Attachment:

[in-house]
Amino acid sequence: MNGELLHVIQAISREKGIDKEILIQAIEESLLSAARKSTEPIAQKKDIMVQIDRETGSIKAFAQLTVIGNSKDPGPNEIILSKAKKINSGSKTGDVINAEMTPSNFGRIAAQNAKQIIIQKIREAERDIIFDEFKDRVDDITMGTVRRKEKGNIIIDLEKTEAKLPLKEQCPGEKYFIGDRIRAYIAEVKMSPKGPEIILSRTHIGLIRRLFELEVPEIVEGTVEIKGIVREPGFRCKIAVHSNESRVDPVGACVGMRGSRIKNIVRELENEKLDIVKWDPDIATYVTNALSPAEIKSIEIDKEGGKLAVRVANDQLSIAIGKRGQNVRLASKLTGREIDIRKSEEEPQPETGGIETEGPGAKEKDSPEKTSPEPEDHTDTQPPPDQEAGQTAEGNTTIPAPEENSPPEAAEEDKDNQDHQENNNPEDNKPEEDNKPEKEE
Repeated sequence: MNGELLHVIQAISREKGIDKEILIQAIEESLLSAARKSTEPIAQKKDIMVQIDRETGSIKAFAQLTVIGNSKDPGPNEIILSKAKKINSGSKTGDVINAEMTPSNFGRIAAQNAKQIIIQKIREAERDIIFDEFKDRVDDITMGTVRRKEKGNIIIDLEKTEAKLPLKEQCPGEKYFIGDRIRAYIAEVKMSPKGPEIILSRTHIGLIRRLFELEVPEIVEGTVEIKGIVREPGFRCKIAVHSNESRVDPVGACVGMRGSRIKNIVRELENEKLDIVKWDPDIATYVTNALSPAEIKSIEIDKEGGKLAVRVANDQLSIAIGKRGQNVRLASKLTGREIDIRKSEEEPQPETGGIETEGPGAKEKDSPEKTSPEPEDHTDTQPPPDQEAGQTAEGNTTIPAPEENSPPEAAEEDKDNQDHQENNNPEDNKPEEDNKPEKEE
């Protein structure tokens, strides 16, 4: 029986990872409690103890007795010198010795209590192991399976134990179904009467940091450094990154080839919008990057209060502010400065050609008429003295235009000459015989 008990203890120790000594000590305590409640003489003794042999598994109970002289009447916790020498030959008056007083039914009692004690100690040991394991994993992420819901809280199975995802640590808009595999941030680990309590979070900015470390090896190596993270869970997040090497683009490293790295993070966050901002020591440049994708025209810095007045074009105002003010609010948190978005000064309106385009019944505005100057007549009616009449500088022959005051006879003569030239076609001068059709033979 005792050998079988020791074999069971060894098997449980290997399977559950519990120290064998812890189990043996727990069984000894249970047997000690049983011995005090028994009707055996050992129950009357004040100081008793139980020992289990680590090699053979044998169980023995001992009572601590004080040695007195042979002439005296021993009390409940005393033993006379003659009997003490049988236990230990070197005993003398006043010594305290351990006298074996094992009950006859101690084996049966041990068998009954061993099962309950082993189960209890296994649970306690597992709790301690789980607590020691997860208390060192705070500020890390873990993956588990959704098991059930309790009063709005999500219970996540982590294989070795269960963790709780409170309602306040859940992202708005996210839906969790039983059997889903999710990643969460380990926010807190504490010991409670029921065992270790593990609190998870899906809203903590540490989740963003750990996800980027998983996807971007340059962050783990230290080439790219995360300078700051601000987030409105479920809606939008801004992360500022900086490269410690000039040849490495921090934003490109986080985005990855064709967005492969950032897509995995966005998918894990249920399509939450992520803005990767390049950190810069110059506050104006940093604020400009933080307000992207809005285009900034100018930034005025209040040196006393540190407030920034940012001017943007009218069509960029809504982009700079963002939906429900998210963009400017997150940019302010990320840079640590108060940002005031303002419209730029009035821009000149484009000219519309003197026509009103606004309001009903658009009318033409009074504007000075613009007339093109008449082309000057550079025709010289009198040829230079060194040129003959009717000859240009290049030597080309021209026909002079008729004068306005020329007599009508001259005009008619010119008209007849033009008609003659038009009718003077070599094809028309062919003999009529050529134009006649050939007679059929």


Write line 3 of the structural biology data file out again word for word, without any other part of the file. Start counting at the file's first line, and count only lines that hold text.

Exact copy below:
Repeated sequence: MNGELLHVIQAISREKGIDKEILIQAIEESLLSAARKSTEPIAQKKDIMVQIDRETGSIKAFAQLTVIGNSKDPGPNEIILSKAKKINSGSKTGDVINAEMTPSNFGRIAAQNAKQIIIQKIREAERDIIFDEFKDRVDDITMGTVRRKEKGNIIIDLEKTEAKLPLKEQCPGEKYFIGDRIRAYIAEVKMSPKGPEIILSRTHIGLIRRLFELEVPEIVEGTVEIKGIVREPGFRCKIAVHSNESRVDPVGACVGMRGSRIKNIVRELENEKLDIVKWDPDIATYVTNALSPAEIKSIEIDKEGGKLAVRVANDQLSIAIGKRGQNVRLASKLTGREIDIRKSEEEPQPETGGIETEGPGAKEKDSPEKTSPEPEDHTDTQPPPDQEAGQTAEGNTTIPAPEENSPPEAAEEDKDNQDHQENNNPEDNKPEEDNKPEKEE